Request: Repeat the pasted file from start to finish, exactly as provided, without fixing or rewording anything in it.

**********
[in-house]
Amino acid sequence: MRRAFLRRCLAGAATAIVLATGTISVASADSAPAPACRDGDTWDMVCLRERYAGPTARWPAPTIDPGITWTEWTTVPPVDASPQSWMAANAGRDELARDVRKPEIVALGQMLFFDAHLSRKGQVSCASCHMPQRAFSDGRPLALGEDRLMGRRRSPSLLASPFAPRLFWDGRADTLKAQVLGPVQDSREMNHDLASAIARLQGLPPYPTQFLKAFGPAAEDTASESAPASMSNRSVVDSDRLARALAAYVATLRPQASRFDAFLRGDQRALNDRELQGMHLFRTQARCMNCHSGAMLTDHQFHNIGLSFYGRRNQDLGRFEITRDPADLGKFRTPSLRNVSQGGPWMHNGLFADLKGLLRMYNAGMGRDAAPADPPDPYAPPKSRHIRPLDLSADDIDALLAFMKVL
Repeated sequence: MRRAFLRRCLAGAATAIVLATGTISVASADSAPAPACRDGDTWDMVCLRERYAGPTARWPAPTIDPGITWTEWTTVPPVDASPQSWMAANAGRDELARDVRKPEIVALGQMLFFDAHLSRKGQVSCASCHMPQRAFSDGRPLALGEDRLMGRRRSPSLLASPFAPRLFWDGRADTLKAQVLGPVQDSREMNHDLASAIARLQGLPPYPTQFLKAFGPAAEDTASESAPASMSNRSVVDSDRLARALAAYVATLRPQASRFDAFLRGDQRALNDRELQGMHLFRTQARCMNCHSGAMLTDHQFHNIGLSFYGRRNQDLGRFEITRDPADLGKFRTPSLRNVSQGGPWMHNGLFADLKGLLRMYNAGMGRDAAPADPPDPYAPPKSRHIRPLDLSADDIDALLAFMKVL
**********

[in-house]
Amino acid sequence: MRRAFLRRCLAGAATAIVLATGTISVASADSAPAPACRDGDTWDMVCLRERYAGPTARWPAPTIDPGITWTEWTTVPPVDASPQSWMAANAGRDELARDVRKPEIVALGQMLFFDAHLSRKGQVSCASCHMPQRAFSDGRPLALGEDRLMGRRRSPSLLASPFAPRLFWDGRADTLKAQVLGPVQDSREMNHDLASAIARLQGLPPYPTQFLKAFGPAAEDTASESAPASMSNRSVVDSDRLARALAAYVATLRPQASRFDAFLRGDQRALNDRELQGMHLFRTQARCMNCHSGAMLTDHQFHNIGLSFYGRRNQDLGRFEITRDPADLGKFRTPSLRNVSQGGPWMHNGLFADLKGLLRMYNAGMGRDAAPADPPDPYAPPKSRHIRPLDLSADDIDALLAFMKVL
Repeated sequence: MRRAFLRRCLAGAATAIVLATGTISVASADSAPAPACRDGDTWDMVCLRERYAGPTARWPAPTIDPGITWTEWTTVPPVDASPQSWMAANAGRDELARDVRKPEIVALGQMLFFDAHLSRKGQVSCASCHMPQRAFSDGRPLALGEDRLMGRRRSPSLLASPFAPRLFWDGRADTLKAQVLGPVQDSREMNHDLASAIARLQGLPPYPTQFLKAFGPAAEDTASESAPASMSNRSVVDSDRLARALAAYVATLRPQASRFDAFLRGDQRALNDRELQGMHLFRTQARCMNCHSGAMLTDHQFHNIGLSFYGRRNQDLGRFEITRDPADLGKFRTPSLRNVSQGGPWMHNGLFADLKGLLRMYNAGMGRDAAPADPPDPYAPPKSRHIRPLDLSADDIDALLAFMKVL